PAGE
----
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Epistle LXXXII.

To Anatolius, Constantinopolitan Deacon5555    Gregory’s apocrisiarius at Constantinople..

Gregory to Anatolius, &c.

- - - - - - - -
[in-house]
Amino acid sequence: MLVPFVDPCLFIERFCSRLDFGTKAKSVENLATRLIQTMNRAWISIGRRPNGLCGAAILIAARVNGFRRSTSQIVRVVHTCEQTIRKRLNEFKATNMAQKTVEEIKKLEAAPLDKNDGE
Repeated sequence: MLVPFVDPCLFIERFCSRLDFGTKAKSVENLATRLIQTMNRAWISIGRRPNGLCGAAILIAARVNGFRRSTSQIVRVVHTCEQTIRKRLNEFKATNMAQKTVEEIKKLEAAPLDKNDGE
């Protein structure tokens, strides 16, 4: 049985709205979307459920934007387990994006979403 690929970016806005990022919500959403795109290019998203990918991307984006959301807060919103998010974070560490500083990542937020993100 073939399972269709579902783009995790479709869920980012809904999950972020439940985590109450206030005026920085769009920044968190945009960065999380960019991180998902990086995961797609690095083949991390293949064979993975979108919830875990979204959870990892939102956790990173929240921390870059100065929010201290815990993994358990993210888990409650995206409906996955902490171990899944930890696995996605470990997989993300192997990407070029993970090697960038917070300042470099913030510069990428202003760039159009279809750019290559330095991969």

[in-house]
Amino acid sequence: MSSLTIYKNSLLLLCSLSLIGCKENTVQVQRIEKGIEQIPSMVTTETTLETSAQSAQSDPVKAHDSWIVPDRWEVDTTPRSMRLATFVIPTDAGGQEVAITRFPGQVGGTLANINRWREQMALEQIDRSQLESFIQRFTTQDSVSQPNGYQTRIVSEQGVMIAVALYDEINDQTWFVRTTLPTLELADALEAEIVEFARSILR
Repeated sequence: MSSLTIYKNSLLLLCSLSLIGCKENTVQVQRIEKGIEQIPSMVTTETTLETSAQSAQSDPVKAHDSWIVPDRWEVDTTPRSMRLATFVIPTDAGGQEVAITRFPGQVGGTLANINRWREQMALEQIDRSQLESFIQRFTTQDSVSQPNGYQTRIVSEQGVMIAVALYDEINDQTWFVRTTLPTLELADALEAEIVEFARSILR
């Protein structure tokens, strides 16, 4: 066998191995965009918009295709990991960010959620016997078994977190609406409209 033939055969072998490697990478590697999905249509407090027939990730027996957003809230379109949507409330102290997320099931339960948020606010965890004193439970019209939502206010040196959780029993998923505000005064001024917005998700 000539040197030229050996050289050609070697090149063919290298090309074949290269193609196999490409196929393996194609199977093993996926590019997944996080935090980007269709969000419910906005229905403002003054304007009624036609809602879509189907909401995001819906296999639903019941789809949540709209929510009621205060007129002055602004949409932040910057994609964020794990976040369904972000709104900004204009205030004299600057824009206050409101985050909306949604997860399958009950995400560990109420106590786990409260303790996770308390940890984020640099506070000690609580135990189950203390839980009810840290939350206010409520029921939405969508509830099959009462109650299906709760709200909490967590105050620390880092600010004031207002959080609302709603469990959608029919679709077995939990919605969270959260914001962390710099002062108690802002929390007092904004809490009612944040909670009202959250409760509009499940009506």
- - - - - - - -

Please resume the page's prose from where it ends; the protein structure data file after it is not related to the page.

To good and devoted sons it is worth our labour so to respond as to double, because we are paying a debt, what it would befit us of our own mere motion to bestow upon them.  Seeing, then, that the bearer of these presents, our son the magnificent Marcellinus5656    Supposed to be identical with Marcellus, Proconsul of Dalmatia, who, having originally and for some time afterwards supported Maximus as bishop of Salona against Gregory, had apparently made overtures for reconciliation with the latter.  See IX. 5, and on the whole subject III. 47, note 2.  He seems to have now fully satisfied Gregory, whose laudation of him in this letter is in marked contrast to the tone of IX. 5, addressed to Marcellus himself previously., has demeaned himself as he has in the cause of our brother and fellow-bishop Maximus and in that of the Istrians, and is anxious to employ himself for the advantage of our Church, therefore, that he may be able more and more to shew his sincere affection not only in words but also in deeds, we hereby exhort thy Love to co-operate with him when he comes to the royal city with entire zeal and earnestness, and to be at pains so to assist him with all the succour in thy power, that, supported by the aid of Almighty God and thine, he may have the less difficulty to contend with there.  Thou wilt also study so to attend to him as to one who is in very truth our own, and so to bestow on him the efficiency of thy charity, that he may both recognise a return made to him for the past, and also be able to entertain a great hope of retribution in the future for his devotion which he promises to exhibit in the service of the Church.  But inasmuch as, so far as we have learnt, the most serene lord the Emperor had commanded our aforesaid magnificent son to hasten to wait upon him immediately, it is fitting for thee to seek an opportunity of intimating that it was no faulty disobedience, but the cause of our brother and fellow-bishop Maximus, that has detained him:  which cause, though late, has nevertheless through his exertions been brought to a conclusion.  But this we desire thy Love to attend to carefully; not to allow thyself to be mixed up in any cause whatever where there is oppression of the poor; lest haply, under pressure to some extent from persons in power, thou shouldest be driven to do what could not be of advantage to thy soul.  Dealing, then, with all matters in the fear of God, consider especially the eternal reward.

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